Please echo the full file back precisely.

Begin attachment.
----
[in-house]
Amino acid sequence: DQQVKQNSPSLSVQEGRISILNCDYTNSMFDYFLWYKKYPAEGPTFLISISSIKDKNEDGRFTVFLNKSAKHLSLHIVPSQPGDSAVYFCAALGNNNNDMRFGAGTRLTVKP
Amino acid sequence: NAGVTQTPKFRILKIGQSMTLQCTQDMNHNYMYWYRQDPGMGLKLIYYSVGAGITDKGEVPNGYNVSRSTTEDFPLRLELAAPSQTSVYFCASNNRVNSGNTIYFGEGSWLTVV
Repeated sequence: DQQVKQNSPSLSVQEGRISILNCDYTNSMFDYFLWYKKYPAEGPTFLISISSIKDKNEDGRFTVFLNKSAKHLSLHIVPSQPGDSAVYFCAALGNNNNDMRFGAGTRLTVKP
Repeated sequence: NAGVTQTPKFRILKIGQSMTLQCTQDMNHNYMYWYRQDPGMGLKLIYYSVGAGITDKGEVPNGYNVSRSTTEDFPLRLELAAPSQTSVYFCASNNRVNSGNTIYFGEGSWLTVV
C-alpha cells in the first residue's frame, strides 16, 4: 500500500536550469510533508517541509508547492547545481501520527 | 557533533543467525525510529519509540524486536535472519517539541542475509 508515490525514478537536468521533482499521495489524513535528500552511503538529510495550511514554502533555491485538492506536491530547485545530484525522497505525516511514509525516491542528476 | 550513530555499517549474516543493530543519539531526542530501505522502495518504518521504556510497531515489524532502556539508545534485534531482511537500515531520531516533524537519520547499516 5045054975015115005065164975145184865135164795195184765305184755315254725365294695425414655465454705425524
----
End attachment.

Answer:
[in-house]
Amino acid sequence: DQQVKQNSPSLSVQEGRISILNCDYTNSMFDYFLWYKKYPAEGPTFLISISSIKDKNEDGRFTVFLNKSAKHLSLHIVPSQPGDSAVYFCAALGNNNNDMRFGAGTRLTVKP
Amino acid sequence: NAGVTQTPKFRILKIGQSMTLQCTQDMNHNYMYWYRQDPGMGLKLIYYSVGAGITDKGEVPNGYNVSRSTTEDFPLRLELAAPSQTSVYFCASNNRVNSGNTIYFGEGSWLTVV
Repeated sequence: DQQVKQNSPSLSVQEGRISILNCDYTNSMFDYFLWYKKYPAEGPTFLISISSIKDKNEDGRFTVFLNKSAKHLSLHIVPSQPGDSAVYFCAALGNNNNDMRFGAGTRLTVKP
Repeated sequence: NAGVTQTPKFRILKIGQSMTLQCTQDMNHNYMYWYRQDPGMGLKLIYYSVGAGITDKGEVPNGYNVSRSTTEDFPLRLELAAPSQTSVYFCASNNRVNSGNTIYFGEGSWLTVV
C-alpha cells in the first residue's frame, strides 16, 4: 500500500536550469510533508517541509508547492547545481501520527 | 557533533543467525525510529519509540524486536535472519517539541542475509 508515490525514478537536468521533482499521495489524513535528500552511503538529510495550511514554502533555491485538492506536491530547485545530484525522497505525516511514509525516491542528476 | 550513530555499517549474516543493530543519539531526542530501505522502495518504518521504556510497531515489524532502556539508545534485534531482511537500515531520531516533524537519520547499516 5045054975015115005065164975145184865135164795195184765305184755315254725365294695425414655465454705425524